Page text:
After verifying that they indeed had local admin privileges, I went to my best friend ‘Google’… Google didn’t help me much, so I asked the person if they had installed anything – and of course they had. When in doubt, blame the last thing you messed with.

What had they installed? Google Chrome – and not only had they installed it, they reinstalled it. When will people learn? Anyway with this new information, they changed the default browser and it works – for now anyway. Of course after that happened I found an article talking about how a corrupt registry entry at HKEY_Local_Machine\Software\Classes \htmlfile\shell\open\command can cause this problem and that Chrome can break Outlook.

Moral of the story? Quit installing junk on your computer!

Regular Windows Computer maintenance

6 10 2009

The second Tuesday of each month is Microsoft Patch Tuesday – this is a good time to plan for other maintenance since you probably will already need to reboot. The updates usually don’t show up until the afternoon, so you may want this maintenance to occur on the Wednesday after the second Tuesday of every month – as odd as that sounds.

Preliminaries – Has the machine had any issues with extreme slowness or other erratic behavior? Other than running a backup, I wouldn’t do the other maintenance issues below until I was sure that I knew the backup was good, and had an idea of what was going on.

Backup – this of course assumes that you have a backup plan and sufficient disk space. I would run the backup manually just to make sure it is working even if it is scheduled to happen automagically.

Disk cleanup / registry scan/cleanup – I run a free tool called ccleaner. When you install it pick the minimal options to prevent it from putting a bunch of other stuff on your computer. Keep an eye on free disk space, it is easy for that to creep up on you, this tool, carefully used can manage some of that.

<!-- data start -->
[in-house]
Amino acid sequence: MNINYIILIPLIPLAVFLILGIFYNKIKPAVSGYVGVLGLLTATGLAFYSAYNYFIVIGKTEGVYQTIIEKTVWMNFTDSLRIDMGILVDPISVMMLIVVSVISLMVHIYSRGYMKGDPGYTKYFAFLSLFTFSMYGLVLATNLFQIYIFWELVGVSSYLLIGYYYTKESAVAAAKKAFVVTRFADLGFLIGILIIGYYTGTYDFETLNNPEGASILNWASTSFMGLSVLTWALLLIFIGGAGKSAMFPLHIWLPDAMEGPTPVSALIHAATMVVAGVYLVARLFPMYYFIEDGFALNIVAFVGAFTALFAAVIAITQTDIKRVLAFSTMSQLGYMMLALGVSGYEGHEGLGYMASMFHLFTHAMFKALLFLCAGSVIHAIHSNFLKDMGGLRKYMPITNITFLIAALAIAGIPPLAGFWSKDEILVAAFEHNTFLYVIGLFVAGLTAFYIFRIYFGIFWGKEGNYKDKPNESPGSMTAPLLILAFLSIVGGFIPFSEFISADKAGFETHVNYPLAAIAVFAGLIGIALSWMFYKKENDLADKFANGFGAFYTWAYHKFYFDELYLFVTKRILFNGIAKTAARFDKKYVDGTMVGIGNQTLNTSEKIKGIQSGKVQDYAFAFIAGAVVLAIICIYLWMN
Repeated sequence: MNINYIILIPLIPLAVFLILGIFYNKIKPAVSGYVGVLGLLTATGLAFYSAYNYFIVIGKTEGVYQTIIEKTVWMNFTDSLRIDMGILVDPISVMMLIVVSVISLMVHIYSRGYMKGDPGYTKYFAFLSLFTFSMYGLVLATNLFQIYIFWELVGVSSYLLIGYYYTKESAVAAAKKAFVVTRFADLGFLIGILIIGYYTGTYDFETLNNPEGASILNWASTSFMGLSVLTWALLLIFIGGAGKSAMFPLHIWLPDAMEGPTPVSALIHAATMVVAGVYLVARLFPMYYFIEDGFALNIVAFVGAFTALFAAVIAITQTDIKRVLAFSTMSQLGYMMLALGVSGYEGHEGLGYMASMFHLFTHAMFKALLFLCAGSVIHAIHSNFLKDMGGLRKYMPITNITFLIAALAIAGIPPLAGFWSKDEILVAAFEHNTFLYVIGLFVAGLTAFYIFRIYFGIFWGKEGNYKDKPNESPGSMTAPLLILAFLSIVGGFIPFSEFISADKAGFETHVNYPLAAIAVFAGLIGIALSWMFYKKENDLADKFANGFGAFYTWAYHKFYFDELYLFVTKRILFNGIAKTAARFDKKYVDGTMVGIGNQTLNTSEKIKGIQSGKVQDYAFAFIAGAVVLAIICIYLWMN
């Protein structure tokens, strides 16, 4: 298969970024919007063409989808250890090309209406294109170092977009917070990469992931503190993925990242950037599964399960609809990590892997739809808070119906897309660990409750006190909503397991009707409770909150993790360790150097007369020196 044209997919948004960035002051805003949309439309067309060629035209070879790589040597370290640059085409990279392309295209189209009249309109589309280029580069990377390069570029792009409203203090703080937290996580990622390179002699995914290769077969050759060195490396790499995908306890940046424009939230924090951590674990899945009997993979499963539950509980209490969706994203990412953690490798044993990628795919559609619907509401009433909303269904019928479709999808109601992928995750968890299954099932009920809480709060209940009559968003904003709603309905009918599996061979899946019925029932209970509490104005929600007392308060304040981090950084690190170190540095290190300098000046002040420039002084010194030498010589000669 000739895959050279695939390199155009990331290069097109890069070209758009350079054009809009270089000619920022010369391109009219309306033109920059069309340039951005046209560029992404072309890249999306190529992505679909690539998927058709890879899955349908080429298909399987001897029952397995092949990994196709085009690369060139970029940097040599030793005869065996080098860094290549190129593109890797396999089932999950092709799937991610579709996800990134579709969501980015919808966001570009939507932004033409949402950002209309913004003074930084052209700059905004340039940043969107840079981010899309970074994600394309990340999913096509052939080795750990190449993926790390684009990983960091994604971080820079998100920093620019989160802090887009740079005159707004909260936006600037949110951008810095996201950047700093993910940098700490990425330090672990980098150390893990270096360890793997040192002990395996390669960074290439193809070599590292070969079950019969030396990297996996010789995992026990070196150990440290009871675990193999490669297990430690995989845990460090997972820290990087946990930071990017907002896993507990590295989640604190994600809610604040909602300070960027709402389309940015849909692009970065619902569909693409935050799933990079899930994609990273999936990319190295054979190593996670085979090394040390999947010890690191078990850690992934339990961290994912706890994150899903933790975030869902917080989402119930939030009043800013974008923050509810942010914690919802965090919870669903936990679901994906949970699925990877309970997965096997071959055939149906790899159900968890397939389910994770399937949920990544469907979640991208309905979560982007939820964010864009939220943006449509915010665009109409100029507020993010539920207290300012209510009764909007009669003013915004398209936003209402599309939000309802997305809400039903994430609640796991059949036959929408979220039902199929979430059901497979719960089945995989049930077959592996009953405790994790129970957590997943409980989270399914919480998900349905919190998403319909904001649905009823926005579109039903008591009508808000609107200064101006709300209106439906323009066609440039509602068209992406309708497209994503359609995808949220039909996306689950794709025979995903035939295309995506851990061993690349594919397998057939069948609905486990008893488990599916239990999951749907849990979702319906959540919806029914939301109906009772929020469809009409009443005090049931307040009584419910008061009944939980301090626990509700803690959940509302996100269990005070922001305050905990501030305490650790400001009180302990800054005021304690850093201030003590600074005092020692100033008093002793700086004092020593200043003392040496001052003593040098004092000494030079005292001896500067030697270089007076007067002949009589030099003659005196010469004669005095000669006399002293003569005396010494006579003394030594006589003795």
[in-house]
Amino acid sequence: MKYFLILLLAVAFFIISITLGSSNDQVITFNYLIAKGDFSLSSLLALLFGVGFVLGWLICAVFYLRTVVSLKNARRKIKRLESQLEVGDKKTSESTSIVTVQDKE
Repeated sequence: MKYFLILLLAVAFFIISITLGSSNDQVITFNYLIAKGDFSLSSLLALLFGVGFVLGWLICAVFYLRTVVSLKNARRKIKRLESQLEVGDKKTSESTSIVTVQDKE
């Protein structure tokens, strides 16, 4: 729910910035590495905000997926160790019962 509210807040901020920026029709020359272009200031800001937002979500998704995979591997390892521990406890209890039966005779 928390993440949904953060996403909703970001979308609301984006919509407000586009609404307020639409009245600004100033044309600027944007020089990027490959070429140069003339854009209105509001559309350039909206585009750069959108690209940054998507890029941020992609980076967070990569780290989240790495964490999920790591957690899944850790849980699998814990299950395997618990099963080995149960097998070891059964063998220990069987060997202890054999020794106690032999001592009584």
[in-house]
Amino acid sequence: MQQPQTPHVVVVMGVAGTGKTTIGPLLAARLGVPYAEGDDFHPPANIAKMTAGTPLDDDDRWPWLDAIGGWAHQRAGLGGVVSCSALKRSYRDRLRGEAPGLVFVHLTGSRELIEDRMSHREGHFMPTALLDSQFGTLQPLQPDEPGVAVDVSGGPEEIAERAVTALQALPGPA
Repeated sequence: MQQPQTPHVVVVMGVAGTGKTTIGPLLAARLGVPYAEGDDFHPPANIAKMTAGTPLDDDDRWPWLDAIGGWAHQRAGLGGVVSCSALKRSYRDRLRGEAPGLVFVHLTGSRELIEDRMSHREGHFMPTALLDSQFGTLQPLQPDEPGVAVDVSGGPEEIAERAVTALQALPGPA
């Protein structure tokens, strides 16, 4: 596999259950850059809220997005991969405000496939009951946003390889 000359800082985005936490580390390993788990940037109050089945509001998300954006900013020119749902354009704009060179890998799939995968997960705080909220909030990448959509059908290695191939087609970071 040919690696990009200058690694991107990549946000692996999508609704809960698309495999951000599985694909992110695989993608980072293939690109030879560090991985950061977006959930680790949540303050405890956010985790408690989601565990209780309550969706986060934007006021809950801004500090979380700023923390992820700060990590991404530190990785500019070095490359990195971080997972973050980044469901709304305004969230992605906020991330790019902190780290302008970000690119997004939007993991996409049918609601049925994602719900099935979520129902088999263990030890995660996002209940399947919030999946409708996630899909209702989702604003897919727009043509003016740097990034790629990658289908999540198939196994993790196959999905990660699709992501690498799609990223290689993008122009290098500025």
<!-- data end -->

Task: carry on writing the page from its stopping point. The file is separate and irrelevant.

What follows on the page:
Microsoft Update – not just Windows update – make sure the updates are installing, even if they are scheduled to happen automatically.

Antivirus update – I’ve used a number of difference AV products throughout the years, and all have their pluses and minuses. The key is to pick *one* to use per machine and to only have one installed. Uninstall other products and convert to “Microsoft security essentials” for most situations a free tool is good enough.

Other software updates – it is easy to forget about other updates, but now that Microsoft patches regularly this is where the malware can sneak in and mess up your computer. Review the applications in your add/remove programs control panel (if you don’t need some and you know what you are doing – remove what you aren’t using) and check to see if any updates are available.

Antivirus / Malware scan – presumably your built-in tool is updating and doing this automatically. If you aren’t noticing any issues, doing a manual scan after updating is probably sufficient.
I’ve probably forgotten a few things but this is a good start.

Let me know if you have any questions.

Or you can just buy a Mac…